LIFE

6 Days A Week, This Trendy Hair Stylist Works With High-End Clients. You Won’t Believe What He Does On His Day Off.

by Caroline Bayard
This writer is a New Yorker with wanderlust. She loves good food, music, the beach, and storytelling.

When you can’t find high-end hairdresser Mark Bustos clipping New York City’s elite, you may be able to find him roaming the streets looking for homeless folks to help.

The stylist, who works six days a week at NYC’s Three Squares Studio, spends his Sundays offering sophisticated cuts to people who can’t afford his – or any – services. “There is so much negativity in this world today,” Bustos told TODAY.com, “and I just simply wanted to bring some positive energy and hope into this world.”

Read more about Bustos’ amazing act of kindness and see some of his incredible and touching transformations below.

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Mark Bustos is a high-end hairstylist in NYC who donates his services on his day off to help homeless people in need of a trim.

Mark Bustos is a high-end hairstylist in NYC who donates his services on his day off to help homeless people in need of a trim.

Bustos began giving out free haircuts on a May 2012 trip to his family's native the Phillippines. Bustos rented a barber chair and offered his services to underprivileged kids, as selfless a tribute to his girlfriend's late father who used to get haircuts at the shop, according to TODAY.com.

Bustos began giving out free haircuts on a May 2012 trip to his family's native the Phillippines. Bustos rented a barber chair and offered his services to underprivileged kids, as selfless a tribute to his girlfriend's late father who used to get haircuts at the shop, according to TODAY.com.

Bustos was only 14 when he first picked up scissors and started styling hair out of his parents' garage. He told TODAY he has "never made a penny in my life (that) hasn't had to do with hair.”

Bustos was only 14 when he first picked up scissors and started styling hair out of his parents' garage. He told TODAY he has "never made a penny in my life (that) hasn't had to do with hair.”

Bustos, who describes himself as a hair artist on Instagram, said he wishes appearances weren't so vital to success, but notes that people who are styled neatly are often treated with more respect.

Bustos, who describes himself as a hair artist on Instagram, said he wishes appearances weren't so vital to success, but notes that people who are styled neatly are often treated with more respect.

“I do believe people with a proper, professional haircut receive more respect than those who do not have a proper haircut,” Bustos said to TODAY. “Having a proper haircut also gives the recipient much more confidence.”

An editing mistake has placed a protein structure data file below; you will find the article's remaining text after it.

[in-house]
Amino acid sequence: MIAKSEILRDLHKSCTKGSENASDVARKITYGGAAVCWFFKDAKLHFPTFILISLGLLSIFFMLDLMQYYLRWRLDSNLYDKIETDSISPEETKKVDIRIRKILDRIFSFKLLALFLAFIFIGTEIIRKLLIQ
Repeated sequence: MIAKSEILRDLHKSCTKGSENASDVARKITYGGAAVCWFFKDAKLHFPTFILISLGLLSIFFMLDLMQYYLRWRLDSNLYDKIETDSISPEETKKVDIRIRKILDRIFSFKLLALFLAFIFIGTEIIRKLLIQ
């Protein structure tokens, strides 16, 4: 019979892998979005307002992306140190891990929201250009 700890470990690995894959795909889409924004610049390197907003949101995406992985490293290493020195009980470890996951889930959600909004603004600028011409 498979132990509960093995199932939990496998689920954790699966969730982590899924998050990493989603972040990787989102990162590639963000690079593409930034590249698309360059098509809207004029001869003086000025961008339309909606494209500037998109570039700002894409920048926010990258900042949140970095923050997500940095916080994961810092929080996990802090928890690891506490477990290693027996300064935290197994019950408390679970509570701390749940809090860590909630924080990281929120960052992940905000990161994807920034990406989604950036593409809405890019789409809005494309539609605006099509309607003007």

“I do believe people with a proper, professional haircut receive more respect than those who do not have a proper haircut,” Bustos said to TODAY. “Having a proper haircut also gives the recipient much more confidence.”

On Sundays, Bustos scouts NYC streets for homeless people who could use his help. He has also brought the tradition he started in the Philippines to Jamaica, Costa Rica and Los Angeles, according to TODAY.

On Sundays, Bustos scouts NYC streets for homeless people who could use his help. He has also brought the tradition he started in the Philippines to Jamaica, Costa Rica and Los Angeles, according to TODAY.

Bustos doesn't JUST stop at giving the troubled folks a free haircut. He also offers food to every person he helps.

Bustos doesn't JUST stop at giving the troubled folks a free haircut. He also offers food to every person he helps.

Bustos told TODAY he walks around random neighborhoods every Sunday and often asks his clients at Three Square Studios in NYC if they know of any homeless people in their neighborhoods who could use his help.

Bustos told TODAY he walks around random neighborhoods every Sunday and often asks his clients at Three Square Studios in NYC if they know of any homeless people in their neighborhoods who could use his help.

"Sometimes I can walk around for hours looking for a haircut recipient on the streets,” Bustos told TODAY.

"Sometimes I can walk around for hours looking for a haircut recipient on the streets,” Bustos told TODAY.

Along his journey, Bustos posts photos of his kind deeds to Instagram, not for recognition, but to share his story in hopes it will inspire others to help.

Along his journey, Bustos posts photos of his kind deeds to Instagram, not for recognition, but to share his story in hopes it will inspire others to help.

Bustos can't believe his story has gone viral and told TODAY it doesn't feel real. “I've decided to have photos taken in an attempt to inspire others to do great things for fellow human beings.”

Bustos can't believe his story has gone viral and told TODAY it doesn't feel real. “I've decided to have photos taken in an attempt to inspire others to do great things for fellow human beings.”

“My parents will be so proud of me when they find out why I’ve been missing Sunday dinners,” reads one of Bustos’ captions on Instagram. By now, hopefully Bustos knows that he is making way more people proud than just his parents.

“My parents will be so proud of me when they find out why I’ve been missing Sunday dinners,” reads one of Bustos’ captions on Instagram. By now, hopefully Bustos knows that he is making way more people proud than just his parents.